Let the arguments begin.

Avatar” is a phenomenon. “Alice in Wonderland” is a blockbuster and “How to Train Your Dragon” looks like it’s a sure thing.

So all over town folks are debating: Should most movies be in 3D? Which are right for 3D? Will the down-and-dirty conversions from 2D prove effective or will only the “high-end” process pay off? Will the early days of 3D play out cautiously like the start of Technicolor or will the studios quickly take the leap?

There’s a lot at stake in all this, which is why the debates are already getting snarky. Rivals are dismissing “Clash of the Titans” as “Trash of the Titans” since Warner Bros. rushed its “low-end” conversion in an attempt to steal theaters away from “Alice” and “Dragon.” By contrast, Universal opted to stay with a 2D “Robin Hood” despite the urgings of director Ridley Scott.

Scrutinizing the list of upcoming 3D releases, insiders wonder if the genre can survive the flying projectiles of “Jackass 3D” (from Paramount in October) or the emotional dander of “Cats and Dogs: The Revenge of Kitty Galore” (from Warner Bros. in July).

There are economic incentives to jump to 3D, since exhibitors are increasing ticket prices by as much as 26% in some markets. Hence the first

cycle of 3D movies is under pressure to deliver the goods or face audience rebellion.

Studios were wary about the advent of color 50 years ago, confining the process mainly to spectacles and showcases of foreign locales that offered a contrast to TV. But when television went to color in the 1960s, the majors quickly panicked and embraced the technology fully.

Judging from the 3D release schedule, filmmakers are being more aggressive. The 3D agenda in coming months is packed with obvious entries like “Toy Story 3,” “Harry Potter 7” and “Shrek Ever After” but also more chancy entries like “Drive Angry,” “Puss in Boots,” and “The Smurfs.”

Clearly, Disney wants most of its films in 3D, but the company is instantly becoming Hollywood’s answer to Procter & Gamble. Its product may run the risk of becoming a brand in search of a movie.

Jeffrey Katzenberg of DreamWorks Animation believes filmmakers, using the proper tools, will learn that 3D provides “an immersive experience” that amplifies audience feelings. That means shooting in true 3D, not rushing into 11th-hour conversion. Certainly he’s proved that in animation: When the dragon takes flight in “How to Train Your Dragon,” with the boy triumphantly riding atop him, the movie itself starts to soar.

Katzenberg says he would like to have seen “Hurt Locker” in 3D. He feels that film could have been even more stirring in that format.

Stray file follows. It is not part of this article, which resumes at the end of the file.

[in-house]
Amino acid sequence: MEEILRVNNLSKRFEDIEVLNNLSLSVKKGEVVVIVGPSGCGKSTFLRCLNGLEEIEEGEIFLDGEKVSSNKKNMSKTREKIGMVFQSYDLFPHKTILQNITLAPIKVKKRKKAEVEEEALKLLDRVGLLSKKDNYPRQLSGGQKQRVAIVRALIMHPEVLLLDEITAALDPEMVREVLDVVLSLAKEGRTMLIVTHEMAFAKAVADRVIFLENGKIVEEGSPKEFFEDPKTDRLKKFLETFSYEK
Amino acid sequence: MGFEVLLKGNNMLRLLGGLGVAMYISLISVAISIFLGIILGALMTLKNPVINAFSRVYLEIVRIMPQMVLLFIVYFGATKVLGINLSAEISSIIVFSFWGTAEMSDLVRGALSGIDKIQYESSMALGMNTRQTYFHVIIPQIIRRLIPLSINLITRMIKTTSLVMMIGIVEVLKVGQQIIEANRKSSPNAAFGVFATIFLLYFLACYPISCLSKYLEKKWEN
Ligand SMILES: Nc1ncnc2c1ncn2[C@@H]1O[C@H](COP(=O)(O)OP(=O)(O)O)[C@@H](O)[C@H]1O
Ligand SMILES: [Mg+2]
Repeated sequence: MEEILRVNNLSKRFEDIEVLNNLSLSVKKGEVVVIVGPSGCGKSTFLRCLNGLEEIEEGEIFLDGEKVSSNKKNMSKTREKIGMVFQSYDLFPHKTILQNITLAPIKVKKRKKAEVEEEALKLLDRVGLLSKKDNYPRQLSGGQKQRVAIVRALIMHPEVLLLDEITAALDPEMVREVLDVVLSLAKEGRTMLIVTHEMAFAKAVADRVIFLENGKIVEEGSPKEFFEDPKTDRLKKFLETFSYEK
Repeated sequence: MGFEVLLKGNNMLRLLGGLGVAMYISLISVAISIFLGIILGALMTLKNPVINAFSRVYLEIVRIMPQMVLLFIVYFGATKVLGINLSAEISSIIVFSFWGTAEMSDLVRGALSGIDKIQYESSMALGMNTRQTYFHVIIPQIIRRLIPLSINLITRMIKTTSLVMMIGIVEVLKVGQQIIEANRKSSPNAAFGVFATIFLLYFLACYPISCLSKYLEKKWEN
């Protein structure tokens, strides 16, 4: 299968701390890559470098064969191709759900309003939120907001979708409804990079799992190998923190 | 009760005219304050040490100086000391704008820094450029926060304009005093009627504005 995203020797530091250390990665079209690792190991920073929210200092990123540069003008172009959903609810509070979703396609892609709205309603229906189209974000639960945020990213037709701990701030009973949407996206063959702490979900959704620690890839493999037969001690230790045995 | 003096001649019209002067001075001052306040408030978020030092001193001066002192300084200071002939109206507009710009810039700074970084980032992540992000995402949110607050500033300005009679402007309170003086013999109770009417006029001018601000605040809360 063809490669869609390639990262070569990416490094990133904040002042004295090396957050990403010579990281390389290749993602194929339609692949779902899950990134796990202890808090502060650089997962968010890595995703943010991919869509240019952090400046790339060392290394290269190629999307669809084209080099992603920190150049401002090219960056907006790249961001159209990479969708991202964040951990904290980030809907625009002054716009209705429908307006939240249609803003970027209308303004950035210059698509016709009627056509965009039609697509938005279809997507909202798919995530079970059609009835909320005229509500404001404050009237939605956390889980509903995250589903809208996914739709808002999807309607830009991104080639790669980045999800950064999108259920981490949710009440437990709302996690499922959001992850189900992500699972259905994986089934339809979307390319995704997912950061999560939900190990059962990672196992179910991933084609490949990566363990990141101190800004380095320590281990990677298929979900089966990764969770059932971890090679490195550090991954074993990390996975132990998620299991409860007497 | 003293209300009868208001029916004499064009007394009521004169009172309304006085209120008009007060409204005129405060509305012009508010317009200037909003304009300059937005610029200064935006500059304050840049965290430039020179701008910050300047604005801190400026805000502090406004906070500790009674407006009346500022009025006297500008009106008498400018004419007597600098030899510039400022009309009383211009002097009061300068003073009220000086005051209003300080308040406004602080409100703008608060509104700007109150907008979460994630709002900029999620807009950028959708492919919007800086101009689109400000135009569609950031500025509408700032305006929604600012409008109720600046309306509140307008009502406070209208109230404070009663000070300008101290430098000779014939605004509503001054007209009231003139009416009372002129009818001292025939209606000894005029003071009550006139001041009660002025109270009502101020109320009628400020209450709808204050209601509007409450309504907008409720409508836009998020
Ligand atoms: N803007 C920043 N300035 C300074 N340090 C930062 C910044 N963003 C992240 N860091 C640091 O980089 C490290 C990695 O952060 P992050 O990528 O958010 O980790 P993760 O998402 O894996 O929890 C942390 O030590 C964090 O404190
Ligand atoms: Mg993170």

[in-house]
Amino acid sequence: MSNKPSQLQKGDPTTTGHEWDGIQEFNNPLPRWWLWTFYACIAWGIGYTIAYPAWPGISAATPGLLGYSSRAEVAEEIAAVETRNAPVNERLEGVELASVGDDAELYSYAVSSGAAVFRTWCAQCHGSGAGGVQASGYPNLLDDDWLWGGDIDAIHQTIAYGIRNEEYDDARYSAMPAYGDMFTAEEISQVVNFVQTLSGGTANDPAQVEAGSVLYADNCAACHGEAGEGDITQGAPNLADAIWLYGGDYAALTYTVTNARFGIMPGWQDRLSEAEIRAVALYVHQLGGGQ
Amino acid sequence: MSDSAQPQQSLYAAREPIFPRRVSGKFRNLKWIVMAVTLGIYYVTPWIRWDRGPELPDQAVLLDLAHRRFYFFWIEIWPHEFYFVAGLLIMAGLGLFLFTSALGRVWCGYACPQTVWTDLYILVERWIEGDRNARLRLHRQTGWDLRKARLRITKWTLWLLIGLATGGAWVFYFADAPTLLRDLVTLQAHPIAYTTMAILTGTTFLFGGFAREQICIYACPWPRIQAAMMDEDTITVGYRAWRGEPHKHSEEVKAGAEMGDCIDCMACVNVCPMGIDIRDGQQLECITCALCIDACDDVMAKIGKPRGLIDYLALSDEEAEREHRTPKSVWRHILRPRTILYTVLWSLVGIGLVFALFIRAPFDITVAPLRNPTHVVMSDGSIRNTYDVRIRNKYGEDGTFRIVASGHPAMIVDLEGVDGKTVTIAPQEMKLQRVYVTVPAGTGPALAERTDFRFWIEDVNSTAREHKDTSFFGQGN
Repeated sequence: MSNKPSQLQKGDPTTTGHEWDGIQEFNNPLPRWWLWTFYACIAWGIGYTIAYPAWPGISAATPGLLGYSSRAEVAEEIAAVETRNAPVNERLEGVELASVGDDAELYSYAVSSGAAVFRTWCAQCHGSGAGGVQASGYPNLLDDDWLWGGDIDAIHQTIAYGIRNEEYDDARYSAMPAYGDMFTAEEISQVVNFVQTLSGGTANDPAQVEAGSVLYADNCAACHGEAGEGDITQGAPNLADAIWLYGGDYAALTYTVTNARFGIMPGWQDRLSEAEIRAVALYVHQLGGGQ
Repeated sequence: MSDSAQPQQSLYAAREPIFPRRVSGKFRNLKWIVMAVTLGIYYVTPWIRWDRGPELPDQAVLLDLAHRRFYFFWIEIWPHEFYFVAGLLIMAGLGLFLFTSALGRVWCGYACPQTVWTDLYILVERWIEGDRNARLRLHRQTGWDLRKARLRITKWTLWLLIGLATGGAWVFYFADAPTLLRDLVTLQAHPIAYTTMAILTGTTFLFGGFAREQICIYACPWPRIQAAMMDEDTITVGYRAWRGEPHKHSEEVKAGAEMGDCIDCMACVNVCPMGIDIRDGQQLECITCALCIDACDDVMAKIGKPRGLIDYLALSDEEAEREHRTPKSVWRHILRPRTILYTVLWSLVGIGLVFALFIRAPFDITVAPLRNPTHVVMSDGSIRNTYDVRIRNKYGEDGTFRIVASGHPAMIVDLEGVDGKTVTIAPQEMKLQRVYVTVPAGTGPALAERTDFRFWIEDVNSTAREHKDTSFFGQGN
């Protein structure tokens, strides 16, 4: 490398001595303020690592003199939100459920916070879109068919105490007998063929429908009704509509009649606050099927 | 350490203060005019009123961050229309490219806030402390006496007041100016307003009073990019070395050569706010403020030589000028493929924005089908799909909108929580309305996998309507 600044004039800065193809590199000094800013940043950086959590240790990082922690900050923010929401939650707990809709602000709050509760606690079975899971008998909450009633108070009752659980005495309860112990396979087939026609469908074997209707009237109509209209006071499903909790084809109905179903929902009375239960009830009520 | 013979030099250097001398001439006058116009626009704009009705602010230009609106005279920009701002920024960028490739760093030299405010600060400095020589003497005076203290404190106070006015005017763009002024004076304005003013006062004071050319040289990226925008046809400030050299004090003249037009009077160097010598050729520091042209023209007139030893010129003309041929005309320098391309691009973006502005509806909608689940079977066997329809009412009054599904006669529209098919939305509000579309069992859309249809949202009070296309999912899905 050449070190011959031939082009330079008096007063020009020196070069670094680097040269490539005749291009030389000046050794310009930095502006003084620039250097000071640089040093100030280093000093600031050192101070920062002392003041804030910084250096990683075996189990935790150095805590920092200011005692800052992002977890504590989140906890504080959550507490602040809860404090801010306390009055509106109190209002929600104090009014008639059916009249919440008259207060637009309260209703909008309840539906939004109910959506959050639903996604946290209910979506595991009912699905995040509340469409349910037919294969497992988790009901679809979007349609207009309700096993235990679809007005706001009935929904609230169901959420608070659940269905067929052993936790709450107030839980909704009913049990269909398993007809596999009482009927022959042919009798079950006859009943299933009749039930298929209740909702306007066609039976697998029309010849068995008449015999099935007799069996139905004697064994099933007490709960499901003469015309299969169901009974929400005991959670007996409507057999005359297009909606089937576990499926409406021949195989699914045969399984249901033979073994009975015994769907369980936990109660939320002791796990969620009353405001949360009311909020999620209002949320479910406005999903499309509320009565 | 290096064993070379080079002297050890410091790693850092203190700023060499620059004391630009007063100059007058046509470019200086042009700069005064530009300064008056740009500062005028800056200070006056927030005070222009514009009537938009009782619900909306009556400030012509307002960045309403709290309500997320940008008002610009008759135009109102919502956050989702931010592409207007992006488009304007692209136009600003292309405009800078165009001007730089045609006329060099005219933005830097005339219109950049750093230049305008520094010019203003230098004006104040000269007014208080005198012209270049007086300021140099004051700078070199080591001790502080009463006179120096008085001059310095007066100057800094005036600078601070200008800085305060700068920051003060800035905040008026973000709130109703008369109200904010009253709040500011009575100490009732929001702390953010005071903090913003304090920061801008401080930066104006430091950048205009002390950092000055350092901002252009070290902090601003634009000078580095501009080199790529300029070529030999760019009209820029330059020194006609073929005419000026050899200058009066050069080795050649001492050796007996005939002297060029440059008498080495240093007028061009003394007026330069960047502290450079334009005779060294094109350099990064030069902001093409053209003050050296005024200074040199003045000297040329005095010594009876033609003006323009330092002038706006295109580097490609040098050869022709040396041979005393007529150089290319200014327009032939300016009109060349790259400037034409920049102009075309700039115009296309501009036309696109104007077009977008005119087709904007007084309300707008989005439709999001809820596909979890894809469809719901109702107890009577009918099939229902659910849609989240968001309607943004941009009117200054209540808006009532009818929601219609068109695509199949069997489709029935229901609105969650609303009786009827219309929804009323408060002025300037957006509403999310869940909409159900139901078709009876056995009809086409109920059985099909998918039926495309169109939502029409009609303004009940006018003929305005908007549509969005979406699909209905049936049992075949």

On the other hand, some believe “Alice” was more effective in 2D than in 3D.

The argument is clearly just starting.

At the risk of sounding stodgy, I’m just grateful that I saw the great films of the past in 2D. A 3D “Easy Rider” would have put me over the edge.

‘Green’ and ‘Greenberg’

The 3D debate parallels that surrounding dramatic films, with the failure of “Green Zone” providing yet another example of a quality movie that shot itself in the foot trying to be a blockbuster rather than a tightly budgeted thriller carrying less-expansive expectations.

Green Zone,” a stirring movie about Iraq, was shot like a $100 million “Bourne” sequel, starring Matt Damon. As such, it was reminiscent of “Valkyrie,” which became a Tom Cruise megavehicle rather than a taut Costa Gavras-style thriller. The same for last year’s Russell Crowe thriller “State of Play.”

The lesson: Some movies deserve to be small.

Then there’s another category exemplified by “Greenberg,” which should not only be small, but downright invisible.

Greenberg,” directed by Noah Baumbach and starring Ben Stiller, is so aggressively “cool” that when I left the theater I had frostbite. Some New York critics are high on “Greenberg,” but that’s because they covet depression.

Baumbach’s first movie, “The Squid and the Whale,” made some of us feel that he was a young Woody Allen. But Woody actually believes in delivering a laugh now and then. Baumbach disdains punchlines. If his characters seem exasperating, Baumbach argues, that’s the way people really are. The movie is really about Greenberg’s inability “to get out of his own way.”

So how do we explain to this filmmaker that he’s got to learn how to get out of his own way?

Baumbach could make some good movies if he wasn’t so obsessed about reminding us that he’s much cooler than the rest of us.

Cool is fine. Chilly is disturbing.